At imec in the Netherlands we have about 20 different nationalities. And also that mix brings a very rich perspective to everything we do. Are we perfect yet? No, we are not. And the reason is that technology is still one of those areas where the inflow of the female students is typically more attracted through social reasons versus technology reasons. And that’s not right. It’s like there is still a pre-conceived notion that ‘I’m gonna be better at this and bad at that’.
In your experience, which sectors within STEM have more a balanced workforce and which are still unbalanced? Today our inflow of female candidates is pretty scarce. In certain parts of our business we have biochemistry and physics talent needs and that’s where today we have a rich balance among the applicants. I think that in tech sector we are all suffering from the fact that the diversity of the talent pool that we can bring into our workforce is less than if we were a law firm or other kind of more ‘social’ employers. The high-tech industry probably has the most unequal numbers, from a balance perspective. Technology is not always perceived as ‘sexy’. We need to change that, show that technology is not just for nerds. When we create the wrong products or solutions it’s because we haven’t listened enough to a diverse enough audience. And that’s what I am trying to change through leading by example.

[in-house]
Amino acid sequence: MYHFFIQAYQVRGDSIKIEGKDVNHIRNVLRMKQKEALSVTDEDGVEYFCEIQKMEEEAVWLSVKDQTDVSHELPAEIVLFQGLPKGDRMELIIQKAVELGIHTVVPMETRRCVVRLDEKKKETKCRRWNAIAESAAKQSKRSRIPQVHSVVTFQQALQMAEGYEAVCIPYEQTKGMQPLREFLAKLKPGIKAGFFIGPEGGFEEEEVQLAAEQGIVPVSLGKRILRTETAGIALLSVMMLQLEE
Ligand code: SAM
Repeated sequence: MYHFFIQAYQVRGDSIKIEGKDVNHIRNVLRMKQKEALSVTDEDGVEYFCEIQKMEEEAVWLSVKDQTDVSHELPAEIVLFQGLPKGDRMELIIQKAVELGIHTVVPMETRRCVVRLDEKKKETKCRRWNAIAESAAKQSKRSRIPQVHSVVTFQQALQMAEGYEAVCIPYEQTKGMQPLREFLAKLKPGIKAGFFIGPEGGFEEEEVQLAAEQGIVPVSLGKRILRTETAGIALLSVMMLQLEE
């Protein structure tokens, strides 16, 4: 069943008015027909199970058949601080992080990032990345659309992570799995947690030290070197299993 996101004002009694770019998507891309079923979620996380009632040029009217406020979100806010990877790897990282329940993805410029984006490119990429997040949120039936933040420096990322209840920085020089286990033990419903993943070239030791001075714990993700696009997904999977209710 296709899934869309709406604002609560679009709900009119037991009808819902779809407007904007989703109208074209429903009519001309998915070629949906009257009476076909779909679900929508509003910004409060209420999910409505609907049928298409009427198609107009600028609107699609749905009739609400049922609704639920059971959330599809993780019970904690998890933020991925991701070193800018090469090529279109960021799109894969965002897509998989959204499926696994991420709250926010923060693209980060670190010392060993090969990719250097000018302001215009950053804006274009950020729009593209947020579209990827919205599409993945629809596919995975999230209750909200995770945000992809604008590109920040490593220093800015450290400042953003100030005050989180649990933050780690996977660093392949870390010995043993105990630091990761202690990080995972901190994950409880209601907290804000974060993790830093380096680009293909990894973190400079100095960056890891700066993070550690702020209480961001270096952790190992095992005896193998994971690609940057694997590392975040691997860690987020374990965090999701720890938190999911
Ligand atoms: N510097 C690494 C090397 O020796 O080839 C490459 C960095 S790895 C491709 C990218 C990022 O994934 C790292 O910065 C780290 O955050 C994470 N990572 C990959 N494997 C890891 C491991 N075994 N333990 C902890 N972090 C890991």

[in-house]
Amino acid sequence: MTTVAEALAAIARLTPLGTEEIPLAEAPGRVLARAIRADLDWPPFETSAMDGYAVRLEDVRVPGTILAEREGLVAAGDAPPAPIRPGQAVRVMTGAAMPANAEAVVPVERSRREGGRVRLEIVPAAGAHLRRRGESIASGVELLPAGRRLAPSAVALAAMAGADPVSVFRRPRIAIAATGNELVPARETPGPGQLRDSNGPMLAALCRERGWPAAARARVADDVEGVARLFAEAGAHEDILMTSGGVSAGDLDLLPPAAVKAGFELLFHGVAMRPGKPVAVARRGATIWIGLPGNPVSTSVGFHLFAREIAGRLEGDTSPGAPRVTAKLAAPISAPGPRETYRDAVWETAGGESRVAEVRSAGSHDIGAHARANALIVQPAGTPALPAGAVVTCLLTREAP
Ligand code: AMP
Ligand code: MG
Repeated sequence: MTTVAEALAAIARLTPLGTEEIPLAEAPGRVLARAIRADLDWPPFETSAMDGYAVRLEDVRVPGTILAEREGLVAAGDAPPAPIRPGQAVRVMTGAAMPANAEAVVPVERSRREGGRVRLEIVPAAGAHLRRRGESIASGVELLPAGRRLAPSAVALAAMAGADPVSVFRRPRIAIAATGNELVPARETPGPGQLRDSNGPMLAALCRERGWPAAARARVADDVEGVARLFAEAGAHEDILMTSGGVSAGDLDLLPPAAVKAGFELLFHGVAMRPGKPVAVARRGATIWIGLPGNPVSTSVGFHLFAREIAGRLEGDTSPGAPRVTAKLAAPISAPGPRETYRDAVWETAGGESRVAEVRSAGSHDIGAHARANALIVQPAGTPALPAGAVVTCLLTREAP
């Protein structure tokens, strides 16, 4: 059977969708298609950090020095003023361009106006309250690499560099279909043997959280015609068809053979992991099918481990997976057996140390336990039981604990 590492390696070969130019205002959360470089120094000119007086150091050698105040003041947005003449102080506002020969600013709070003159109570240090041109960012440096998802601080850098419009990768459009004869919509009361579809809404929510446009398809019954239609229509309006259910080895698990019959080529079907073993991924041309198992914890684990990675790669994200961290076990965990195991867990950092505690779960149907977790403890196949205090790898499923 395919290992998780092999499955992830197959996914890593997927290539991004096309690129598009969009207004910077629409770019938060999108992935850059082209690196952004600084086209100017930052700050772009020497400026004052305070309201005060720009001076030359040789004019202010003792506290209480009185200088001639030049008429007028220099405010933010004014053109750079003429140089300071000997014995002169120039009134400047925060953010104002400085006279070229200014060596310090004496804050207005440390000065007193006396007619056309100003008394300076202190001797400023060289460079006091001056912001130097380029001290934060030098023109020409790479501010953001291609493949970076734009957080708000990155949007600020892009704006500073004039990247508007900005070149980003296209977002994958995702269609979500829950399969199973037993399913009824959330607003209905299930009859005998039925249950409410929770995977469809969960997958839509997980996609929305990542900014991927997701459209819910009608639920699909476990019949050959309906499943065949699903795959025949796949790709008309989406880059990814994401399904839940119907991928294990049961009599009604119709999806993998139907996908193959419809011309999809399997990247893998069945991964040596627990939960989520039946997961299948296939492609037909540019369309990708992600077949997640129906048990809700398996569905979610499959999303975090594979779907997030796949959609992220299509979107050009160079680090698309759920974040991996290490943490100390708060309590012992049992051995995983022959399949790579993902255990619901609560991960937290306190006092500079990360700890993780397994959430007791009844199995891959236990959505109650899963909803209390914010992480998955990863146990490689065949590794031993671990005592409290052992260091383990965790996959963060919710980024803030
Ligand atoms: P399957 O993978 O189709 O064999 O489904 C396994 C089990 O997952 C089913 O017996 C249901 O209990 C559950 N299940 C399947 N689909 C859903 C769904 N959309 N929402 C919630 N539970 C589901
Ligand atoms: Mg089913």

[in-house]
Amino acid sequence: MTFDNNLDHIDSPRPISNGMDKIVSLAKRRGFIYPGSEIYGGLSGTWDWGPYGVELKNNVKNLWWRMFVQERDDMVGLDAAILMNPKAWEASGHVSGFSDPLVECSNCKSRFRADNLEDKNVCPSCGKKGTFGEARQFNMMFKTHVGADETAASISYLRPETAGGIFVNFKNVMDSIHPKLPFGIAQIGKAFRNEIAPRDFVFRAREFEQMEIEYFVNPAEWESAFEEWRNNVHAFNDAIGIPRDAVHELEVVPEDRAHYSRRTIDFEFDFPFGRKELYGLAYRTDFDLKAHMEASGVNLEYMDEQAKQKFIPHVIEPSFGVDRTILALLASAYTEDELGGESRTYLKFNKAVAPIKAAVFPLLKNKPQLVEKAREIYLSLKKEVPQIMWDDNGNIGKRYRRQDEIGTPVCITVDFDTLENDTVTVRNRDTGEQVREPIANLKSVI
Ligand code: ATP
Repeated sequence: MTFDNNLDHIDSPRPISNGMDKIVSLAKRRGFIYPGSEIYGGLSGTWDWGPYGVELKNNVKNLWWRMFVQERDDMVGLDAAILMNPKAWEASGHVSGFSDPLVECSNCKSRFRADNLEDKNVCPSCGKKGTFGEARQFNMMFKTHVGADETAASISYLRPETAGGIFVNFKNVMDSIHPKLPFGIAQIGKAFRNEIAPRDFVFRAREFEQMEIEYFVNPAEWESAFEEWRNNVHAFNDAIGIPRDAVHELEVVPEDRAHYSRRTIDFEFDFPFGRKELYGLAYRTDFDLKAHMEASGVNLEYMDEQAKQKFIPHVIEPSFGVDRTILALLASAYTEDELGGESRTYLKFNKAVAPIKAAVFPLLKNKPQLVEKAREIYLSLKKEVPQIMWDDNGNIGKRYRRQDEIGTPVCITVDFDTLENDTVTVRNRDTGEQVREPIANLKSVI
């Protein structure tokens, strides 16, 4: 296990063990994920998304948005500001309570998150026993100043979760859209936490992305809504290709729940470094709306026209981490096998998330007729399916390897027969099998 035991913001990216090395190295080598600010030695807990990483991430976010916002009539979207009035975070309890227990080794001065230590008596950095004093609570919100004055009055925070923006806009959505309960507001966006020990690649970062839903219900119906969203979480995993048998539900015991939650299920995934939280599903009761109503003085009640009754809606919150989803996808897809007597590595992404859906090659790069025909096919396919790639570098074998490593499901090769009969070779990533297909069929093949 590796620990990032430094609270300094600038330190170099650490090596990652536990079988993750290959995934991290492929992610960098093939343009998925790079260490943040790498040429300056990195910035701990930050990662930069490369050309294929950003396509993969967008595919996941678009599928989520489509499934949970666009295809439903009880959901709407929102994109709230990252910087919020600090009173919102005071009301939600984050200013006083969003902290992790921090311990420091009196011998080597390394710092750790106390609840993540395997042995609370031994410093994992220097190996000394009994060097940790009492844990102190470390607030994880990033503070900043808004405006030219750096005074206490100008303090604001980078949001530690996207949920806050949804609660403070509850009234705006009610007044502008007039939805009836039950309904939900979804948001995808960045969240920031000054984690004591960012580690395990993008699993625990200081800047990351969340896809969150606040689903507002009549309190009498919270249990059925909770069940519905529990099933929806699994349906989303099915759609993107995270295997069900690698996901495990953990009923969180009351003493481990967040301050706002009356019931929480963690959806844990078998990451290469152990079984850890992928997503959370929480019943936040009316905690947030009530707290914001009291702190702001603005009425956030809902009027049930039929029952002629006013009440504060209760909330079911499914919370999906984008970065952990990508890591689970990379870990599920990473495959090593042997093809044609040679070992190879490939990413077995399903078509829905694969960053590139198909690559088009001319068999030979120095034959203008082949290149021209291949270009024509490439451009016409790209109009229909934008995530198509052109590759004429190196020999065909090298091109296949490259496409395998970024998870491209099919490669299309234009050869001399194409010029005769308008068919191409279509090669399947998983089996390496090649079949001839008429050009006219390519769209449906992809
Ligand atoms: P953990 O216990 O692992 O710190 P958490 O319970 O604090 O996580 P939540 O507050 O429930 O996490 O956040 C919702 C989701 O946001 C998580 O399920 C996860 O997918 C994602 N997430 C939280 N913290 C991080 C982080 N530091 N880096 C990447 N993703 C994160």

More than 50 percent of my directors are female. Was it because of me? Well, I was a little bit lucky, some of them were already here, but I also tried to grow them as much, equal to their male counterparts. I don’t make a difference and that’s what I think we should aim at. We are always aiming for a greater balance, but if they are not coming, we cannot hire them either.
So, it starts with education? It starts with education. And one of my call-outs is to make STEM even more appealing than it already is today. I think it needs to start as early as possible in secondary school. The people we see today who say ‘I don’t care about the pre-conceived notion, I’m gonna go for it’, they become very successful. Anybody who I encounter who can have an influence on that, I talk about the issues and try to make him or her part of ‘the mission’. At imec we are organizing for example lots of tours for younger people through our experience center. To get the younger generation excited about all we do! The mentality that technology is only something for guys in white suits or nerds - that mentality is wrong and has to shift. We need to also show examples of female leaders in high tech, so people can see what is possible. Let’s just make sure we don’t overdo it either because if the pendulum swings too much to the other side, people might not believe us anymore.
What do you mean with the other side? What is too much? If it becomes too feministic. It is not because the high-tech industry today has more males than females that everything those males do is wrong for example. In the past some female interest groups sometimes went overboard with that and started lacking credibility. We just need to respect both ends. It’s going to take a bit more time to make the high tech industry fully equal but we are on the right track by talking about these issues in the open now. It’s up to us to make the difference and sustain it!